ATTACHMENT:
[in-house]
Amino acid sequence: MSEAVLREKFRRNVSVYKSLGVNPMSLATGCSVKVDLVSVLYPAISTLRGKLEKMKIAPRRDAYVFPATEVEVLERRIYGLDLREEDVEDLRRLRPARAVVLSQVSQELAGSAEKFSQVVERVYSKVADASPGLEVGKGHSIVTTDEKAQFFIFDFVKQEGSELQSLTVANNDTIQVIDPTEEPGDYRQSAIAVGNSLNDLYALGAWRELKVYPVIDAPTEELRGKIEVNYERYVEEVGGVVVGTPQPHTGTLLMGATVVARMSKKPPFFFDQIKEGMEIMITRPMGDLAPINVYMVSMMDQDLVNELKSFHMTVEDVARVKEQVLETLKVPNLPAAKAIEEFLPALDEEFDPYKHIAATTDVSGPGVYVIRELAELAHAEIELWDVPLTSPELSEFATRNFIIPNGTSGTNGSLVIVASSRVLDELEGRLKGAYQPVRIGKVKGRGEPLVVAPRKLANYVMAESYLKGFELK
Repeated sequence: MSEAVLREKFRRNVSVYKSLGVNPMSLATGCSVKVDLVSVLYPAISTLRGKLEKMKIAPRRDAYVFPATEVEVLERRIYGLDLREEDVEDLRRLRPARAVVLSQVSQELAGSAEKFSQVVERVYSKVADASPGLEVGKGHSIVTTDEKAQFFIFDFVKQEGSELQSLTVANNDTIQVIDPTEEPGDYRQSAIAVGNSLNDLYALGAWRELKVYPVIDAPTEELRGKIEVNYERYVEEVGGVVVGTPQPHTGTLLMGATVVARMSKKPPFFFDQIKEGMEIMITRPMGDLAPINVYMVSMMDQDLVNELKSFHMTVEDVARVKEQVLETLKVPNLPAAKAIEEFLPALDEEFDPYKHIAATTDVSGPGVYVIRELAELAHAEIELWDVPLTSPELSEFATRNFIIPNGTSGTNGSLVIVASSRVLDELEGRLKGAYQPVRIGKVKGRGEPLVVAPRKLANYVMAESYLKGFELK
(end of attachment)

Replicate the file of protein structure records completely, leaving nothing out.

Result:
[in-house]
Amino acid sequence: MSEAVLREKFRRNVSVYKSLGVNPMSLATGCSVKVDLVSVLYPAISTLRGKLEKMKIAPRRDAYVFPATEVEVLERRIYGLDLREEDVEDLRRLRPARAVVLSQVSQELAGSAEKFSQVVERVYSKVADASPGLEVGKGHSIVTTDEKAQFFIFDFVKQEGSELQSLTVANNDTIQVIDPTEEPGDYRQSAIAVGNSLNDLYALGAWRELKVYPVIDAPTEELRGKIEVNYERYVEEVGGVVVGTPQPHTGTLLMGATVVARMSKKPPFFFDQIKEGMEIMITRPMGDLAPINVYMVSMMDQDLVNELKSFHMTVEDVARVKEQVLETLKVPNLPAAKAIEEFLPALDEEFDPYKHIAATTDVSGPGVYVIRELAELAHAEIELWDVPLTSPELSEFATRNFIIPNGTSGTNGSLVIVASSRVLDELEGRLKGAYQPVRIGKVKGRGEPLVVAPRKLANYVMAESYLKGFELK
Repeated sequence: MSEAVLREKFRRNVSVYKSLGVNPMSLATGCSVKVDLVSVLYPAISTLRGKLEKMKIAPRRDAYVFPATEVEVLERRIYGLDLREEDVEDLRRLRPARAVVLSQVSQELAGSAEKFSQVVERVYSKVADASPGLEVGKGHSIVTTDEKAQFFIFDFVKQEGSELQSLTVANNDTIQVIDPTEEPGDYRQSAIAVGNSLNDLYALGAWRELKVYPVIDAPTEELRGKIEVNYERYVEEVGGVVVGTPQPHTGTLLMGATVVARMSKKPPFFFDQIKEGMEIMITRPMGDLAPINVYMVSMMDQDLVNELKSFHMTVEDVARVKEQVLETLKVPNLPAAKAIEEFLPALDEEFDPYKHIAATTDVSGPGVYVIRELAELAHAEIELWDVPLTSPELSEFATRNFIIPNGTSGTNGSLVIVASSRVLDELEGRLKGAYQPVRIGKVKGRGEPLVVAPRKLANYVMAESYLKGFELK